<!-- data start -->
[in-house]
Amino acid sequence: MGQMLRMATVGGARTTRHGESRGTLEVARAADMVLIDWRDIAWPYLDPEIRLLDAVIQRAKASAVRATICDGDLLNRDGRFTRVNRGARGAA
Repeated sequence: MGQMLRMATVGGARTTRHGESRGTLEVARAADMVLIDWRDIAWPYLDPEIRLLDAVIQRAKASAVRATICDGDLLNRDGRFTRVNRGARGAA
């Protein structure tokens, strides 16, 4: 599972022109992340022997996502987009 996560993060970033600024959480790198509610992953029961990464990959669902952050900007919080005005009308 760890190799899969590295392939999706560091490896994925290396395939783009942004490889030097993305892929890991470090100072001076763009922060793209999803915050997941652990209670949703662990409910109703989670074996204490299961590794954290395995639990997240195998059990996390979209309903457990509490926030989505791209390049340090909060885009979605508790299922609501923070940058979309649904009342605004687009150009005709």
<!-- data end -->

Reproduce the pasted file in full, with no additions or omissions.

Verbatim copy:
[in-house]
Amino acid sequence: MGQMLRMATVGGARTTRHGESRGTLEVARAADMVLIDWRDIAWPYLDPEIRLLDAVIQRAKASAVRATICDGDLLNRDGRFTRVNRGARGAA
Repeated sequence: MGQMLRMATVGGARTTRHGESRGTLEVARAADMVLIDWRDIAWPYLDPEIRLLDAVIQRAKASAVRATICDGDLLNRDGRFTRVNRGARGAA
């Protein structure tokens, strides 16, 4: 599972022109992340022997996502987009 996560993060970033600024959480790198509610992953029961990464990959669902952050900007919080005005009308 760890190799899969590295392939999706560091490896994925290396395939783009942004490889030097993305892929890991470090100072001076763009922060793209999803915050997941652990209670949703662990409910109703989670074996204490299961590794954290395995639990997240195998059990996390979209309903457990509490926030989505791209390049340090909060885009979605508790299922609501923070940058979309649904009342605004687009150009005709």